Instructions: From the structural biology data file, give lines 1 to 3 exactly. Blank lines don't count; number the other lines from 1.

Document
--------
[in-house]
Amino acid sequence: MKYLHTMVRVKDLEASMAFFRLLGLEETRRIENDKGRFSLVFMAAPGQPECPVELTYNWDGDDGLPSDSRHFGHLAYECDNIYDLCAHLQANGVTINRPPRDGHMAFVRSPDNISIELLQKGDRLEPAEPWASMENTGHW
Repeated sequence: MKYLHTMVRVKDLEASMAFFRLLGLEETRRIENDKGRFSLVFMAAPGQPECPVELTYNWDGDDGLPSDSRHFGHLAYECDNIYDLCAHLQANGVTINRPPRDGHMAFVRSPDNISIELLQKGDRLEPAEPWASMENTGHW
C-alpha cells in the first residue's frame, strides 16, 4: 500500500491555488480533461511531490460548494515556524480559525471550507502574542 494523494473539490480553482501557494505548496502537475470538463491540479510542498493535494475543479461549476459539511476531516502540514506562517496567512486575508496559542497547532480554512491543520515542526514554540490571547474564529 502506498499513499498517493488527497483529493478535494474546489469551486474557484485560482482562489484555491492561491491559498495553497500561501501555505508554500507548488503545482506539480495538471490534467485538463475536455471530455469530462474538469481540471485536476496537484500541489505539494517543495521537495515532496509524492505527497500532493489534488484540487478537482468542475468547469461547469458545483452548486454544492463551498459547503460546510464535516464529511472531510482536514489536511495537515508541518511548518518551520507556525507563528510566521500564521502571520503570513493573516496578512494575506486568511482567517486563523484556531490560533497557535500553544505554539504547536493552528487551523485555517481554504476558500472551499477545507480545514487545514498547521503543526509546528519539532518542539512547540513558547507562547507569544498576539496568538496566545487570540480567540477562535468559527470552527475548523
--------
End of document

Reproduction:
[in-house]
Amino acid sequence: MKYLHTMVRVKDLEASMAFFRLLGLEETRRIENDKGRFSLVFMAAPGQPECPVELTYNWDGDDGLPSDSRHFGHLAYECDNIYDLCAHLQANGVTINRPPRDGHMAFVRSPDNISIELLQKGDRLEPAEPWASMENTGHW
Repeated sequence: MKYLHTMVRVKDLEASMAFFRLLGLEETRRIENDKGRFSLVFMAAPGQPECPVELTYNWDGDDGLPSDSRHFGHLAYECDNIYDLCAHLQANGVTINRPPRDGHMAFVRSPDNISIELLQKGDRLEPAEPWASMENTGHW